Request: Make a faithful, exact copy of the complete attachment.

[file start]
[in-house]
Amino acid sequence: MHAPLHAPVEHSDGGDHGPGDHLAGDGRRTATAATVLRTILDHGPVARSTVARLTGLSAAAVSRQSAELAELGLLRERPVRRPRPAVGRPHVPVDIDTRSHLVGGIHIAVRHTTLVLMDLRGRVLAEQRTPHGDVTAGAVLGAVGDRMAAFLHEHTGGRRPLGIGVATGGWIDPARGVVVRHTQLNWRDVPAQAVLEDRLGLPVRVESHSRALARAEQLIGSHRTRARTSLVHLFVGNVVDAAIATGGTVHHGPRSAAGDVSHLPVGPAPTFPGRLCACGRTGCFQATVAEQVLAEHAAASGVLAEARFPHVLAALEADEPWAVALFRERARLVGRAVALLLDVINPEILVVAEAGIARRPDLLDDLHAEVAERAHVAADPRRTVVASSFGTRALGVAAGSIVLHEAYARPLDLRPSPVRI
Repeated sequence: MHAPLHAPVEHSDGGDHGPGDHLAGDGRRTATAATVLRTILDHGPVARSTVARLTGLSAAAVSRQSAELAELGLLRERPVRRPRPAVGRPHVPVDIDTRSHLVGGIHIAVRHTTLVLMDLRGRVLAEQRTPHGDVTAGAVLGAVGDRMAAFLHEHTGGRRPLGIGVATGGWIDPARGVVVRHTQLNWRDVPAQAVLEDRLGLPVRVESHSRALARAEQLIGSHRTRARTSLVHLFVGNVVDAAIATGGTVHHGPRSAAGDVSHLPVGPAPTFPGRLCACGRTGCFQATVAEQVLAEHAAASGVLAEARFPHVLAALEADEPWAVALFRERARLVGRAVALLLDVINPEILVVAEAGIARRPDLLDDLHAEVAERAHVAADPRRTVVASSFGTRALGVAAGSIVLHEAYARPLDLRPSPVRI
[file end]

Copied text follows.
[in-house]
Amino acid sequence: MHAPLHAPVEHSDGGDHGPGDHLAGDGRRTATAATVLRTILDHGPVARSTVARLTGLSAAAVSRQSAELAELGLLRERPVRRPRPAVGRPHVPVDIDTRSHLVGGIHIAVRHTTLVLMDLRGRVLAEQRTPHGDVTAGAVLGAVGDRMAAFLHEHTGGRRPLGIGVATGGWIDPARGVVVRHTQLNWRDVPAQAVLEDRLGLPVRVESHSRALARAEQLIGSHRTRARTSLVHLFVGNVVDAAIATGGTVHHGPRSAAGDVSHLPVGPAPTFPGRLCACGRTGCFQATVAEQVLAEHAAASGVLAEARFPHVLAALEADEPWAVALFRERARLVGRAVALLLDVINPEILVVAEAGIARRPDLLDDLHAEVAERAHVAADPRRTVVASSFGTRALGVAAGSIVLHEAYARPLDLRPSPVRI
Repeated sequence: MHAPLHAPVEHSDGGDHGPGDHLAGDGRRTATAATVLRTILDHGPVARSTVARLTGLSAAAVSRQSAELAELGLLRERPVRRPRPAVGRPHVPVDIDTRSHLVGGIHIAVRHTTLVLMDLRGRVLAEQRTPHGDVTAGAVLGAVGDRMAAFLHEHTGGRRPLGIGVATGGWIDPARGVVVRHTQLNWRDVPAQAVLEDRLGLPVRVESHSRALARAEQLIGSHRTRARTSLVHLFVGNVVDAAIATGGTVHHGPRSAAGDVSHLPVGPAPTFPGRLCACGRTGCFQATVAEQVLAEHAAASGVLAEARFPHVLAALEADEPWAVALFRERARLVGRAVALLLDVINPEILVVAEAGIARRPDLLDDLHAEVAERAHVAADPRRTVVASSFGTRALGVAAGSIVLHEAYARPLDLRPSPVRI